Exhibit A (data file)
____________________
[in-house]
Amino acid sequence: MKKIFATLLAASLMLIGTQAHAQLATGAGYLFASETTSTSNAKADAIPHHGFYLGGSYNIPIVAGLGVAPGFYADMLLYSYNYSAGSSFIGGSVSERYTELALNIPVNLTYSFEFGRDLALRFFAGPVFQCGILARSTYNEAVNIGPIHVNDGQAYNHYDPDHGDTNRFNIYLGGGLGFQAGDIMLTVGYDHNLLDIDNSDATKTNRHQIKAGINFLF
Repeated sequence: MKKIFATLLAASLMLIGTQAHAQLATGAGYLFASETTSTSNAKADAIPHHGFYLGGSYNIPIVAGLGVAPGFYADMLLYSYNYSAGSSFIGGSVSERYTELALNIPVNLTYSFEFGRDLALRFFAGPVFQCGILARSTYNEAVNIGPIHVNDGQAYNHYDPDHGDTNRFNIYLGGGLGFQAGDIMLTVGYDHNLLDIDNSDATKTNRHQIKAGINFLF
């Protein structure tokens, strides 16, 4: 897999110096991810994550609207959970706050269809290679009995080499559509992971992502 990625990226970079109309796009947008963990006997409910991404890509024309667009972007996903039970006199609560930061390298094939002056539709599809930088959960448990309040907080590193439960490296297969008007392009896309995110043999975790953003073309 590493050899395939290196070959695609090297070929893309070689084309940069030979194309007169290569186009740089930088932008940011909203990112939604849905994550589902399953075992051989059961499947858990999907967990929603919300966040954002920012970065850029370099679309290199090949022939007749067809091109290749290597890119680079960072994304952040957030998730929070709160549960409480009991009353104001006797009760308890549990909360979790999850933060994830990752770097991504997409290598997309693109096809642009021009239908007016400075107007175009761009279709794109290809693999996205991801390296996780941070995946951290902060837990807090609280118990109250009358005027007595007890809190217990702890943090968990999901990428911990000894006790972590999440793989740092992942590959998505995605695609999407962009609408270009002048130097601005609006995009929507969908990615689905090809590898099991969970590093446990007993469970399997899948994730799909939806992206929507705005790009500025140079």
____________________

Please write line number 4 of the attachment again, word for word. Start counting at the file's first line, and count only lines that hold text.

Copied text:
């Protein structure tokens, strides 16, 4: 897999110096991810994550609207959970706050269809290679009995080499559509992971992502 990625990226970079109309796009947008963990006997409910991404890509024309667009972007996903039970006199609560930061390298094939002056539709599809930088959960448990309040907080590193439960490296297969008007392009896309995110043999975790953003073309 590493050899395939290196070959695609090297070929893309070689084309940069030979194309007169290569186009740089930088932008940011909203990112939604849905994550589902399953075992051989059961499947858990999907967990929603919300966040954002920012970065850029370099679309290199090949022939007749067809091109290749290597890119680079960072994304952040957030998730929070709160549960409480009991009353104001006797009760308890549990909360979790999850933060994830990752770097991504997409290598997309693109096809642009021009239908007016400075107007175009761009279709794109290809693999996205991801390296996780941070995946951290902060837990807090609280118990109250009358005027007595007890809190217990702890943090968990999901990428911990000894006790972590999440793989740092992942590959998505995605695609999407962009609408270009002048130097601005609006995009929507969908990615689905090809590898099991969970590093446990007993469970399997899948994730799909939806992206929507705005790009500025140079």